Sunday, January 25, 2009

Relaxation techniques for anxiety.

Uneasiness, apprehension and worry are feelings with which most are familiar. In fact, according to the National Institute of Mental Health, roughly one in five Americans aged 18 and older suffer from an anxiety disorder in a given year -- that's 40 million Americans.While understanding just how far these mental malignancies reach is important, learning how to get the help you need is the ultimate goal. However, the very nature of anxiety itself makes it hard for sufferers to reach out. So here's to hoping that we can help with a few relaxation training techniques for anxiety. The following is a quick review of four of the most effective relaxation training techniques for anxiety. This is no hocus-pocus; these techniques proved highly effective in a recent review of all clinical trials on relaxation training conducted over the last 10 years. The best part: You can master some of these techniques on your own, although undergoing training under the guidance of a registered therapist is still recommended.
Jacobson's Progressive Muscle RelaxationDeveloped by American physician Edmund Jacobson in the early 1920s, progressive muscle relaxation (PMR) is a popular relaxation training technique for anxiety that works on several basic principles: Anxiety is often accompanied by muscle tension, so by reducing muscle tension, you can reduce anxiety.What it involves: This relaxation training technique for anxiety requires deep concentration in a relaxed setting. Mentally focus on distinct muscles, muscle groups or body parts and systematically attempt to relax each, one by one. The process is often called body scanning. Body scanning is a great way to relax
muscles prior to or after physically working out as well.Time commitment: It requires five to 10 minutes. Do it once a day at first, then as required (although continuing PMR daily is never a bad idea). Verbal instructions can be taped to help you proceed.
Autogenic TrainingDeveloped by German psychiatrist Johannes Schultz, autogenic training is a more comprehensive relaxation training technique for anxiety than PMR, although underlying mechanisms are very similar. What it involves: Autogenic training involves six standard exercises that make the body feel warm, heavy and relaxed. Visual imagery and body awareness are commonly used.Time commitment: This takes about five to 10 minutes to complete, and it should be repeated several times a day and may take about four to six months to master. Some may require the help of a trained therapist to deliver instructions, although taped instructions may be sufficient.
Applied RelaxationFirst described by Lars-Göran Öst, applied relaxation is really a combination of stress management techniques that focus on identifying signs of anxiety and learning ways to overcome anxiety. The focus is on teaching patients to relax increasingly quickly and to apply relaxation techniques during daily activity. Near the end of training, patients are often gradually exposed to feared situations to practice application. What it involves: Techniques include self-observation, progressive relaxation, release-only relaxation, cue-controlled relaxation, differential relaxation, rapid relaxation, and application training.Ease your mind with these relaxation training techniques for anxiety.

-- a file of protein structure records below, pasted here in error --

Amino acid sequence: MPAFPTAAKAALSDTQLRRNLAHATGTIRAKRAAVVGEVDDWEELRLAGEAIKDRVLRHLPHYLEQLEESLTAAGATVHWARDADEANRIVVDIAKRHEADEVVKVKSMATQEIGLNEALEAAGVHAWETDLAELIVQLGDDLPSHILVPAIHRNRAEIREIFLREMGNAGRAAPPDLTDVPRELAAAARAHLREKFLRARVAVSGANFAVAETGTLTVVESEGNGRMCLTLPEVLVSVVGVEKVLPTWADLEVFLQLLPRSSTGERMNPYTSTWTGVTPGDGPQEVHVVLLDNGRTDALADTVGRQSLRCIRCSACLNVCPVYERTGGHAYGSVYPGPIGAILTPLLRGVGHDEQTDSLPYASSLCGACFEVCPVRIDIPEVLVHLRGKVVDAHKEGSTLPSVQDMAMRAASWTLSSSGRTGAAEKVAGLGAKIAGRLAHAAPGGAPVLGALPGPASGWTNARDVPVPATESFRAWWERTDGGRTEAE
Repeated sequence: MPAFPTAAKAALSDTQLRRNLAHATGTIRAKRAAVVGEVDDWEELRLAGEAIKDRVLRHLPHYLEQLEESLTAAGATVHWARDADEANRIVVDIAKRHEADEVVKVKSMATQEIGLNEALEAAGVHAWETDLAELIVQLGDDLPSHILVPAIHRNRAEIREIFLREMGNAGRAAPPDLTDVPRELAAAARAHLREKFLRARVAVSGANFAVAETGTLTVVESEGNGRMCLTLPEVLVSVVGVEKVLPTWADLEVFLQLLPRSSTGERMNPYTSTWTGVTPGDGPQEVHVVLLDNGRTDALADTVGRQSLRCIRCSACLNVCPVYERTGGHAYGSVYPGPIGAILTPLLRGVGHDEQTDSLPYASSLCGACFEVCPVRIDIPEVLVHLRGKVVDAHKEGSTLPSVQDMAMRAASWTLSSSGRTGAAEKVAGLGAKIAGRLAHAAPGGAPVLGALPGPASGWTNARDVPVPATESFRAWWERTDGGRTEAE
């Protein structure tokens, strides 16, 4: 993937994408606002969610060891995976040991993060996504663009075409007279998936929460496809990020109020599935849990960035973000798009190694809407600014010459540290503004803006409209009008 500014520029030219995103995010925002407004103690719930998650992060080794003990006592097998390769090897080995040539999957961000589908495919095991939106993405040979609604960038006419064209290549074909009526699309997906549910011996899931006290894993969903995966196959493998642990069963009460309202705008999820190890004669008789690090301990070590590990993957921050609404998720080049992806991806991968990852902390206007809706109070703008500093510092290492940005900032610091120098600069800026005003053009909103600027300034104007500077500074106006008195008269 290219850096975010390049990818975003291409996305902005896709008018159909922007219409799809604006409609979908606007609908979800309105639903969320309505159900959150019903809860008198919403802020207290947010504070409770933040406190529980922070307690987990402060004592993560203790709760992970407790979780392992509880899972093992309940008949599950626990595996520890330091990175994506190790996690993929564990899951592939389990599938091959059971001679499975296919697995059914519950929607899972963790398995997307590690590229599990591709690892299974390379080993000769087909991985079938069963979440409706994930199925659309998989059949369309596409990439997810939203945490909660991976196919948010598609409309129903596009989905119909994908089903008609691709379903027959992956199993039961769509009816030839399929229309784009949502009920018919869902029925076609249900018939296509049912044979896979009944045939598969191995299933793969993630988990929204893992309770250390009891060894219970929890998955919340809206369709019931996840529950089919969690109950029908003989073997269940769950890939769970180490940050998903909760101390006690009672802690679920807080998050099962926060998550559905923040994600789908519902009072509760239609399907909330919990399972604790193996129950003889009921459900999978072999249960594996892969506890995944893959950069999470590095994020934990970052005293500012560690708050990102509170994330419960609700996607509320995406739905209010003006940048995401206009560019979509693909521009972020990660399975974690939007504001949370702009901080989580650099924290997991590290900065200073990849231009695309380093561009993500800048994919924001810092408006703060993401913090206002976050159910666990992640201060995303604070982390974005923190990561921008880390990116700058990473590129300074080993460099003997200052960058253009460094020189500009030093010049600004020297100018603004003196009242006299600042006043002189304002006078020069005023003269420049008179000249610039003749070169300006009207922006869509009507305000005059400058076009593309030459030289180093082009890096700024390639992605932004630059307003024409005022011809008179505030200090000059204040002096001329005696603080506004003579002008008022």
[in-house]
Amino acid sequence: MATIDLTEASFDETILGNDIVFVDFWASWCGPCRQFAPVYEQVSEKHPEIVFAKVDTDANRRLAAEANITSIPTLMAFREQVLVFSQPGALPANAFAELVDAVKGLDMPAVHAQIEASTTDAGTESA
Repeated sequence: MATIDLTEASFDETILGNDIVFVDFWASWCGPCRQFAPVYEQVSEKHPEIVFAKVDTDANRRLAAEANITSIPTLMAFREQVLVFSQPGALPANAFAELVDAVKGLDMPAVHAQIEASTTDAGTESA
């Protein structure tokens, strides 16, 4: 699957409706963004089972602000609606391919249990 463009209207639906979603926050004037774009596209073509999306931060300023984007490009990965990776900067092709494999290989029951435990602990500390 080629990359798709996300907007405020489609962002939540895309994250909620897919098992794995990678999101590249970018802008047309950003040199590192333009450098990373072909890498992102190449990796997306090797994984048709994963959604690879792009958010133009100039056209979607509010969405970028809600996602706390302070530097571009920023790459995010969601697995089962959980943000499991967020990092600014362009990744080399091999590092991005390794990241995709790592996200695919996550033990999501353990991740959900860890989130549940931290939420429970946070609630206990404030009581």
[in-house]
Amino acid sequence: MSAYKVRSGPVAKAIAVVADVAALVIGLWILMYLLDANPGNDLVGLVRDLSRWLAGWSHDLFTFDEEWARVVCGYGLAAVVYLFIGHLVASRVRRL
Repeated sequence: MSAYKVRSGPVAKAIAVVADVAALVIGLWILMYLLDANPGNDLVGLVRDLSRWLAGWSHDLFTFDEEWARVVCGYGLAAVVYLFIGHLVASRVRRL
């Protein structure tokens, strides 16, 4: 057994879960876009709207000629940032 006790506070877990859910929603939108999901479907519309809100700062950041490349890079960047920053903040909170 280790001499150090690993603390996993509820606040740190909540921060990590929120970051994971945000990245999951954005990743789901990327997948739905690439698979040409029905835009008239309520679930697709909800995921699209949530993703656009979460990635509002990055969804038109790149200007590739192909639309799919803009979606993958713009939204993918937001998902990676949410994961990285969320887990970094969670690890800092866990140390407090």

Vespers Relaxation Therapy!
Feeling over-whelmed? Nerves frazzled? Need to chill? You need some 'me time'. Follow these simple, but effective tips and feel the tension and stress ebb away and peace and relaxation blanket you.
Now, put on some chilled music, draw the drapes, dim the lights. Pour yourself a glass or have a herbal tea. Climb onto the cosy bed, lie on your back, with your arms by your sides, palms uppermost and close your eyes. Starting with your toes, concentrate on each part of your body and imagine it getting heavier and heavier, breathing deeply in and out, in and out and feel the tension ebb away. Banish ALL TALK, slick on some lip balm and drop your tongue from the roof of your mouth to fully relax.
There is no better way to relax than in a warm bath. Drizzle a capful of your favourite aromatherapy bathing oil into the bath and fill your space with wonderfully aromatic vapours well known for their powerful calming properties and simply DRIFT AWAY, as the essential oils work their way into the skin, relaxing the mind and body.
If you're with a friend, ask them to give you a massage, concentrating on your head, neck and shoulders to really release tension. Opt for an aromatherapy massage oil, containing natural botanicals that penetrate the skin for fast relief.
Another wonderful way to relax is from the outside in, by preparing your skin. Applying a cream, rich in relaxing essential oils to your face and neck, or to pulse points when stressed, will help you to REPOSE and relax, whilst you lay back and watch the television or listen to music, deeply drawing in the fragrant, calming scent.
Improving circulation, will help regulate your heartbeat and thus help you to relax and feel less tense. Try applying a foot or leg balm to your lower legs and elevate them, on the headrest for instance. Opt for an aromatherapy balm containing active ingredients as this will increase your circulation, reduce fluid retention and help to eliminate toxins... AAAHH! that's better.
You can improve the ambience of a room and make it feel really cosy by lighting a fragrant candle. Close your eyes and let your mind wander to exotic places. To lose yourself in a dream is as good as a sleep for recharging the batteries and will help that state of ALL QUIET.

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